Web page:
Firstly, if you’re not au fait with Gulp (and hence probably the whole idea of build systems) check out this article on Gulp and it’s main competitor: Grunt.  I’ve used Gulp many times before, both as a build step for my Sass and also for Browsersync; the latter of which allows CSS changes to appear immediately in the browser without a page refresh (among many other things).  Thus, it wasn’t too out of my comfort zone.

After using npm to grab Gulp, React, Browserify and Babelify (the “transformer” used in Browserify to run Babel on the all of the required files) and setting up a gulpfile I found I was up and running pretty quickly.  I’d set up a Gulp watch task to monitor file saves of my JS and rebuild the JS each time.  However, one thing I had noticed was that build times were relatively long for the small project I was working on; not much more than a “Hello World!”.  After yet more reading I found that the Watchify module was a better optimised watch setup for Browserify and would only rebuild what was needed, nicely cutting down the build time (Gist).  My current Gulpfile looks like this:


var gulp = require('gulp');
var browserify = require('browserify');
var watchify = require('watchify');
var babelify = require('babelify');
var source = require('vinyl-source-stream');
var buffer = require('vinyl-buffer');
var sourcemaps = require('gulp-sourcemaps');
var uglify = require('gulp-uglify');
var gutil = require('gulp-util');
var sass = require('gulp-sass');
var autoprefixer = require('gulp-autoprefixer');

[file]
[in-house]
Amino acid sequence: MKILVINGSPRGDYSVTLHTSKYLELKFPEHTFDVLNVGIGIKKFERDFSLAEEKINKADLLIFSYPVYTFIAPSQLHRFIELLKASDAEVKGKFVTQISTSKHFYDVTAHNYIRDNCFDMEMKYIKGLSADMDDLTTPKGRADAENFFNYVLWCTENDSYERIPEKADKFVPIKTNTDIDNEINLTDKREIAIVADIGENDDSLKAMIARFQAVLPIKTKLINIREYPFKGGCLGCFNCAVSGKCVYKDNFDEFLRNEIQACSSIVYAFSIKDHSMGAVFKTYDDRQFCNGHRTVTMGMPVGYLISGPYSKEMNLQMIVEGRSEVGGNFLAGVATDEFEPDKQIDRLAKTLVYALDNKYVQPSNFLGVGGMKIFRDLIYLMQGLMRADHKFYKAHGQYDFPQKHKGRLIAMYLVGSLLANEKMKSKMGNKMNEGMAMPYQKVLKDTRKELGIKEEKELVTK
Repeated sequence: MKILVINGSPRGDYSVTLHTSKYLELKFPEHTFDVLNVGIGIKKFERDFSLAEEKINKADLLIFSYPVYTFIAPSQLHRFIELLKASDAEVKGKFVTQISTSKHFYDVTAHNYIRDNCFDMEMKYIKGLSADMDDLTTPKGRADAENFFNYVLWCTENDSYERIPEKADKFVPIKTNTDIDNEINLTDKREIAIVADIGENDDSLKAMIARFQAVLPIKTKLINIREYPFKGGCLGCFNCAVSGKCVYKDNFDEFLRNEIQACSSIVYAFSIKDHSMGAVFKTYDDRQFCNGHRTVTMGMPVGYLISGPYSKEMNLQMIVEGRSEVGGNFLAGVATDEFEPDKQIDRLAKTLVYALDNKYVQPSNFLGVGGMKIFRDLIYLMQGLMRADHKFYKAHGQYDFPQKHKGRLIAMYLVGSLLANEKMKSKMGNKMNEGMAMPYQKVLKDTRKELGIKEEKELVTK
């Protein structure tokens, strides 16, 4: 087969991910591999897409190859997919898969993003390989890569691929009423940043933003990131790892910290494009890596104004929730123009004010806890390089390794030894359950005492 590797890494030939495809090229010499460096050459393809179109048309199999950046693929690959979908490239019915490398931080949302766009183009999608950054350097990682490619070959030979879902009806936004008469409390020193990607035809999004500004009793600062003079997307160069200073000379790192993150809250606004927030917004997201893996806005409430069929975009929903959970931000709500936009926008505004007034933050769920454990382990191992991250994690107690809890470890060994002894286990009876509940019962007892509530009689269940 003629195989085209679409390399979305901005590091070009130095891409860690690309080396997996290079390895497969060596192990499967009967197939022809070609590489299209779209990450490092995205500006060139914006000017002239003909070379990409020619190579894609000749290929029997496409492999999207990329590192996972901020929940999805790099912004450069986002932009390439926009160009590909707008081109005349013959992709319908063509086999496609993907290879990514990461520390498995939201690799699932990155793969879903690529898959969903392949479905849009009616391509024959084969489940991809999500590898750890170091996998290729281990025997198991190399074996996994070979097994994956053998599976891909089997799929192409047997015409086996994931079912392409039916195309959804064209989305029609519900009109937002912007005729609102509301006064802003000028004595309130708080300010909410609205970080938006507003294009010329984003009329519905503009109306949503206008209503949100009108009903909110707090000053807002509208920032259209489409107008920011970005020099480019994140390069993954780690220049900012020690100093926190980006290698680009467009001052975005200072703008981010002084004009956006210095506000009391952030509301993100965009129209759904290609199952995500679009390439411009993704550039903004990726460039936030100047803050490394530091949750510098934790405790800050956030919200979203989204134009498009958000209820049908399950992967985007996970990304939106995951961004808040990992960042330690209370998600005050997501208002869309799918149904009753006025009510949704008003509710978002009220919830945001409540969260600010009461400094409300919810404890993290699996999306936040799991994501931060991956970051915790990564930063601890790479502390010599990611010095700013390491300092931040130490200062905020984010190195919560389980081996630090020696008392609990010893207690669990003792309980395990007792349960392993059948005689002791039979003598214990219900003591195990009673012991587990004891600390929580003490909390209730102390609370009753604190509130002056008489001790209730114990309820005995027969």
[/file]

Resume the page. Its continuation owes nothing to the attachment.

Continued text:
var b = browserify({
    cache: {},
    debug: true,
    entries: './src/js/app.js',
    extensions: ['.jsx'],
    packageCache: {},
    paths: ['./node_modules','./src/js/'],
    transform: [babelify]
var w = watchify(b);

gulp.task('js', bundle);
gulp.task('default', ['js', 'sass', 'sass:watch']);
w.on('update', bundle);
w.on('log', gutil.log);

gulp.task('sass', function () {
    .pipe(sass().on('error', sass.logError))
        browsers: ['last 2 versions'],
        cascade: false

gulp.task('sass:watch', function () {'./sass/**/*.scss', ['sass']);

function bundle() {
    return w.bundle()
        .on('error', gutil.log.bind(gutil, 'Browserify Error'))
        .pipe(sourcemaps.init({loadMaps: true}))
        // Add transformation tasks to the pipeline here.
        .on('error', gutil.log)

All good!

As a happy side effect to all this, Babel also transpiles Javascript written in ES6 syntax to ES5.  Ok, ok, that’s actually its main purpose but not what I was intending to use it for …  This allowed me to require all of my React components etc. with the ES6 syntax (good link).  And there is even React documentation on how to setup your components to work with class ES6 syntax, so I turned my components into classes (and then Babel turned them back!):